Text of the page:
The Empty Desk
I once worked for a shipping line which merged with a group that included hotels and gambling resorts. As you can imagine when conservative shipping meets liberal gambling, the two CEOs had very different leadership styles.
Their desks showed just how different. The shipping CEO’s desk was hidden under heaps of reports and documents. The other CEO’s desk was bare.
People at the shipping line believed that their man would become the CEO of the merged group, because everybody knew that the other CEO ‘never did any work’, as demonstrated by his empty desk.
They did not understand the meaning of the empty desk. It demonstrated a unique leadership style: visit the chiefs of the different business units constantly, ensure that they are performing and offer help if they are not.
Who got the top job? The CEO who hated to delegate.
Another visible difference between them was their egos.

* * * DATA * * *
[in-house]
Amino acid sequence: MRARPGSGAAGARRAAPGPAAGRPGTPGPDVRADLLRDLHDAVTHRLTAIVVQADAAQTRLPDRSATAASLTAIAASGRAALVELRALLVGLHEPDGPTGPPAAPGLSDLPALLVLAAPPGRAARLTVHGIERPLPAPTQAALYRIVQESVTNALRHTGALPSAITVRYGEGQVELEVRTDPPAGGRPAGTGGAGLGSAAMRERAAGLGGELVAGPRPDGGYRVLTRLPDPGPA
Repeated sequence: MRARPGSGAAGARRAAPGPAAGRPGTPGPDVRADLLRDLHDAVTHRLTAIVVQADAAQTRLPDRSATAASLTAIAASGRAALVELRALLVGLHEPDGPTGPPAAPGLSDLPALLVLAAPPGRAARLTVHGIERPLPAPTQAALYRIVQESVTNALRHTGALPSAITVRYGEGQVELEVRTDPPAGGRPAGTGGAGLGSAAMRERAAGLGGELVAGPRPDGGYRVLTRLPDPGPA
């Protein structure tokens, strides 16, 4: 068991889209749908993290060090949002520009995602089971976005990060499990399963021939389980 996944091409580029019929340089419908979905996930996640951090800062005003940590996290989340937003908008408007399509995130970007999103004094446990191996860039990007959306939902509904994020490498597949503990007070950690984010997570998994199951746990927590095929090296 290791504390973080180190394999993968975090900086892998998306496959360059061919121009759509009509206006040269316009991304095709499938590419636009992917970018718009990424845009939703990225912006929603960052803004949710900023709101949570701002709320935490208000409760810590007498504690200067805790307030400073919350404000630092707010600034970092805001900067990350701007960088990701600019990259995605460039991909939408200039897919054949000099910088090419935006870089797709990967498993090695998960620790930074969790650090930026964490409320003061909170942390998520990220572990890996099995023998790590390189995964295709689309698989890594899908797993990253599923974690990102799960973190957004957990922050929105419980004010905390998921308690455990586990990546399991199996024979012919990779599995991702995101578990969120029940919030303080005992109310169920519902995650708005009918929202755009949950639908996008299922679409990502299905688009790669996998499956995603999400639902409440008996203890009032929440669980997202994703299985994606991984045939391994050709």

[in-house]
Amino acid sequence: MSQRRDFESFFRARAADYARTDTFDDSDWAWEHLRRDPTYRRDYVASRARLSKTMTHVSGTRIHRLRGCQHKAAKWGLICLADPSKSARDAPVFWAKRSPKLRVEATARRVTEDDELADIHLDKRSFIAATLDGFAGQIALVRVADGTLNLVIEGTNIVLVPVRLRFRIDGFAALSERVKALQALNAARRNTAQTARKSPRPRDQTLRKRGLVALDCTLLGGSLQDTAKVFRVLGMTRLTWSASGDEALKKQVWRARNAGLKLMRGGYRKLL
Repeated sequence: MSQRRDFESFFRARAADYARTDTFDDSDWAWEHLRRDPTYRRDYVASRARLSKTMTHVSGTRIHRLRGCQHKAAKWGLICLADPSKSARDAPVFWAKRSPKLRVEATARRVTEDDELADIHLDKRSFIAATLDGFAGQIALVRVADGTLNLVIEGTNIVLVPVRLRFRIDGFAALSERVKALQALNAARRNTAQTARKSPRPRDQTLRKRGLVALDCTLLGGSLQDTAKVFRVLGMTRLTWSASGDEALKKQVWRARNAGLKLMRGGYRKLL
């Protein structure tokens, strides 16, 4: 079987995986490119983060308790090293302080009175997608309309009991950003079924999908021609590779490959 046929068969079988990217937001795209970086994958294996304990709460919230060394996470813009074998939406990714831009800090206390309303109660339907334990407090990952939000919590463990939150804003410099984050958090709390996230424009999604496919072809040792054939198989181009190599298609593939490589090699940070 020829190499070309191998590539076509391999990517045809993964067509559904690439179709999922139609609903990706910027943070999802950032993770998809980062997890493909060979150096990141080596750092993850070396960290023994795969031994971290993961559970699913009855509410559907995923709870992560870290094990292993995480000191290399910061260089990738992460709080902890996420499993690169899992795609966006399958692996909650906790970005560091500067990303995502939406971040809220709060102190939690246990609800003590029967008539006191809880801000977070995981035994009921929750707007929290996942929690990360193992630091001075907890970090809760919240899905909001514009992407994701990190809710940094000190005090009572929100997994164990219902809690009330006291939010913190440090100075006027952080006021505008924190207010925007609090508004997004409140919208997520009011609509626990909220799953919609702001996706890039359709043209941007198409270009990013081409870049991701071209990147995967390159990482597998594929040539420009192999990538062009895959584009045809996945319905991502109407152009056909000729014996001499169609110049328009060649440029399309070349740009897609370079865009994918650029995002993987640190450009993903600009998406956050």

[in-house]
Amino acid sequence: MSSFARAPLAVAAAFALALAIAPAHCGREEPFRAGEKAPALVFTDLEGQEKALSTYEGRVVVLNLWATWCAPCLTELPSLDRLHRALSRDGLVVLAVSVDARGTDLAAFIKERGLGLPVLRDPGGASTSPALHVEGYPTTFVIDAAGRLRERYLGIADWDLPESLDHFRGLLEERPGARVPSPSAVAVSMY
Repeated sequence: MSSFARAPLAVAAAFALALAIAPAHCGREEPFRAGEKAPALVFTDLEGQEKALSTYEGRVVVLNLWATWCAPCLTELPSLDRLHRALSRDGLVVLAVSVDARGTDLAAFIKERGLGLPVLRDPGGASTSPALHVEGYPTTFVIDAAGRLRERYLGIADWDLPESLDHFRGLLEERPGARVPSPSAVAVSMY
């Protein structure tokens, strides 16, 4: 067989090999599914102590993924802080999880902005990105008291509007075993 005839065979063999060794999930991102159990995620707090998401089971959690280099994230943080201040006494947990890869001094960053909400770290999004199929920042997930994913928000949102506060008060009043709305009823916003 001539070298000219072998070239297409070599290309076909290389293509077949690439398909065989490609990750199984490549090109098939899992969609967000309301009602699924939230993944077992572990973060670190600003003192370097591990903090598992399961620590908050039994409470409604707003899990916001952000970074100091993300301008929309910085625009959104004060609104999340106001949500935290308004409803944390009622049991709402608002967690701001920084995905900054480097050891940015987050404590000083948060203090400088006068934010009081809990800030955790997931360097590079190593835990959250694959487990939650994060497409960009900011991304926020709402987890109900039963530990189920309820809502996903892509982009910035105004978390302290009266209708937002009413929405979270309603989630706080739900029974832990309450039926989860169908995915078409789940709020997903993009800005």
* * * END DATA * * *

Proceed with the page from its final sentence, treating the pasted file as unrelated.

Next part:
Both had strong egos, but showed their egos very differently: The one had his ego on constant display as a means of bolstering his power, the other restrained his ego without losing his power.
The one glared at people because he believed that they were there to serve him. (It was even common knowledge that any executive traveling with this CEO was expected to carry the CEO’s luggage.) The other CEO smiled a lot and demonstrated that he was there to support his executives in running their businesses.
The one CEO empowered others; the other used others to empower himself to the extent that when he died unexpectedly not one of his executives were ready to take over. The top job went to a senior executive who had been mentored by the CEO with the empty desk.